LThe reactions of indignation have multiplied since the signing, on Thursday April 14, of a controversial agreement between Rwanda and the United Kingdom that provides in general terms that London can send some of its asylum seekers – who arrived illegally on its territory – to Rwanda. In exchange for the financial aid, Kigali has agreed to host these immigrants, until their file is processed, and possibly to integrate them into the country. International human rights organizations are on a war footing. They denounce a subcontracting of the migratory issue.
For months, Boris Johnson and his government have been seeking to close agreements with third countries to send migrants to while they wait to process their file. Rwanda and Ghana had been mentioned, but Accra flatly denied in January that it was in talks with the UK on the issue.
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A country that dreams of becoming a welcoming land
In Rwanda, this announcement also provoked strong reactions. For many observers, this agreement with London represents both a political and economic opportunity for the Kigali authorities. For Rwandan officials, it is also a question of image. Rwanda is not a country that spontaneously comes to mind when the issue of migrants is mentioned. And yet, the country has a long experience in dealing with the issue of refugees and resettlement. Rwandans are particularly aware of this. At one time, Rwanda was marked by exoduses, before becoming, in the 1990s, one of the world’s largest contributors of refugees. President Paul Kagame himself grew up in a refugee camp in Uganda. Therefore, the country has logically adopted a welcoming approach.
The small state of 12 million already hosts more than 130,000 refugees not only from the Great Lakes region, but also from Afghanistan, Libya and recently displaced Ukrainians. “Meeting the migration challenge is a shared responsibility of Africa, Europe and the international community. Every young African or migrant from other places should be able to lead a dignified, productive and safe life on the African continent”, justifies the government as Africa seeks to make its voice heard on the global migration crisis.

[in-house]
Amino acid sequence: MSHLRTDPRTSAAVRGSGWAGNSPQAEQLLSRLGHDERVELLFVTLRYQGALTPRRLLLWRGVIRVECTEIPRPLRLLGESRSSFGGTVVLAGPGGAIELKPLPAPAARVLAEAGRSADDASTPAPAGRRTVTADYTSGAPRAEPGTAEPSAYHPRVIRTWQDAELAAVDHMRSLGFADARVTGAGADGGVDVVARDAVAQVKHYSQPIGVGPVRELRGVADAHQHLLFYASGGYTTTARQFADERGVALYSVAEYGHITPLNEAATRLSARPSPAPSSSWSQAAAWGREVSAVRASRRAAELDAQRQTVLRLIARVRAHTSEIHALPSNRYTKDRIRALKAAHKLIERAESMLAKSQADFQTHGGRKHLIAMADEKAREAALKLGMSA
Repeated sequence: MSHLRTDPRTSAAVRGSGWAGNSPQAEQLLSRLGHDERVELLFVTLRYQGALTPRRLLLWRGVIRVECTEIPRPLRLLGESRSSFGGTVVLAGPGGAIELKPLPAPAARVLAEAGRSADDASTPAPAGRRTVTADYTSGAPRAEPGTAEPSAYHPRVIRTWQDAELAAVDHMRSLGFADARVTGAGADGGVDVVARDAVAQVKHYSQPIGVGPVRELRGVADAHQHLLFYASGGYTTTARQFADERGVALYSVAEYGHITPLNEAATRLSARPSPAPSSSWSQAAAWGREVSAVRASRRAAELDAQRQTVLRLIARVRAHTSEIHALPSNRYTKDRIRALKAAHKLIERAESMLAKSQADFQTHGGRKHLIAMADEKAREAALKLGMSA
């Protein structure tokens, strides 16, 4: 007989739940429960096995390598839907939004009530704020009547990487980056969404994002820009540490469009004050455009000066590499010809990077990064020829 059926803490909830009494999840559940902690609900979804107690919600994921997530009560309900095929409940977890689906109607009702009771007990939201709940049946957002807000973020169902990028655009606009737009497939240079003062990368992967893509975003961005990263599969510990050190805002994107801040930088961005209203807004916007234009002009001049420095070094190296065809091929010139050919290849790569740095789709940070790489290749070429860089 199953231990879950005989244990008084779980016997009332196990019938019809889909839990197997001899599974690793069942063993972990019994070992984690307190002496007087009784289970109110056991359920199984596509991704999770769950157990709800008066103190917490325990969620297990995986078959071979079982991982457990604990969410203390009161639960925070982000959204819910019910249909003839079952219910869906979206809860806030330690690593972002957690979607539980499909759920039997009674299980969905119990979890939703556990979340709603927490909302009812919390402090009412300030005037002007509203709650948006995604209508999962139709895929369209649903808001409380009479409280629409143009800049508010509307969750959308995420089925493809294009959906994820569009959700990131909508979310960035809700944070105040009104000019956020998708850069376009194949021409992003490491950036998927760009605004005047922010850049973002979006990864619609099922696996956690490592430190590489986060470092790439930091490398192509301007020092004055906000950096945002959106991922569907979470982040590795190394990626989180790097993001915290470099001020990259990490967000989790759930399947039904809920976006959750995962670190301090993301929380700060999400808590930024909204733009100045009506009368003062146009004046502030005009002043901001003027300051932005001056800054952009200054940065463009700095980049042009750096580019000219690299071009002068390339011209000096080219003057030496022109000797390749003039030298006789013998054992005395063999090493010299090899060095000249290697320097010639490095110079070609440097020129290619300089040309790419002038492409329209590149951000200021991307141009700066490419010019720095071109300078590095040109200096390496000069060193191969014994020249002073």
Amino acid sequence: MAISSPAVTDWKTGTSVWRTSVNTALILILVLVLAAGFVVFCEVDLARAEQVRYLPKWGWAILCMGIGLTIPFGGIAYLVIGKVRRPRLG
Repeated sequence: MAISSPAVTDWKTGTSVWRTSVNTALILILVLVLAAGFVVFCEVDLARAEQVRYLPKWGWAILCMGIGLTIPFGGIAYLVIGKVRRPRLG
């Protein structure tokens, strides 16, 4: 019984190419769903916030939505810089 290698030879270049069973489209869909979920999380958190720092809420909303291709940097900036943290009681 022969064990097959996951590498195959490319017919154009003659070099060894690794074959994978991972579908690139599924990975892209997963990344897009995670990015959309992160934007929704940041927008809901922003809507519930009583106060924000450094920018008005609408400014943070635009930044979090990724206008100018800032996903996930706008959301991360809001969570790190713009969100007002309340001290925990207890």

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A complex agreement to implement
For newcomers, who decide to stay, Kigali promises the automatic right to work, to establish businesses, to access all available services, including mutual health insurance; In short, newcomers will be invited to become part of the Rwandan community. “From day one, migrants will be offered investments in human capital,” the government says. However, the implementation of the agreement, whose initial duration is five years, seems complex and expensive. For now, it has been disclosed that in exchange for theThe Rwandan government will receive 120 million pounds sterling (144 million euros)with the possibility of increasing these amounts if the program proves to be a success. “But above all, Rwanda is a safe and secure country, with respect for the rule of law and clearly a variety of institutions that have evolved and developed over time. And, with that, you have to see the skillful way in which Rwanda has already secured the resettlement of almost 130,000 refugees from various countries,” British Home Secretary Priti Patel said from Kigali.
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Rwandan opposition concerned
The Rwandan opposition wants to make its voice heard on this issue. “The Democratic Green Party of Rwanda supports the reception of refugees who have chosen Rwanda as their first destination, but not those who have chosen to go to the United Kingdom or other European countries. We believe that rich countries, including the United Kingdom, should not stray from their international obligations,” said Frank Habineza, president of this party, on Twitter. Especially because “Rwanda already has a fairly dense population, there is no longer enough land for everyone, there will be competition for natural resources,” he says. Welcoming immigrants from Britain will only further accentuate this land issue, posing daily challenges and risks creating conflict between Rwandans and immigrants.”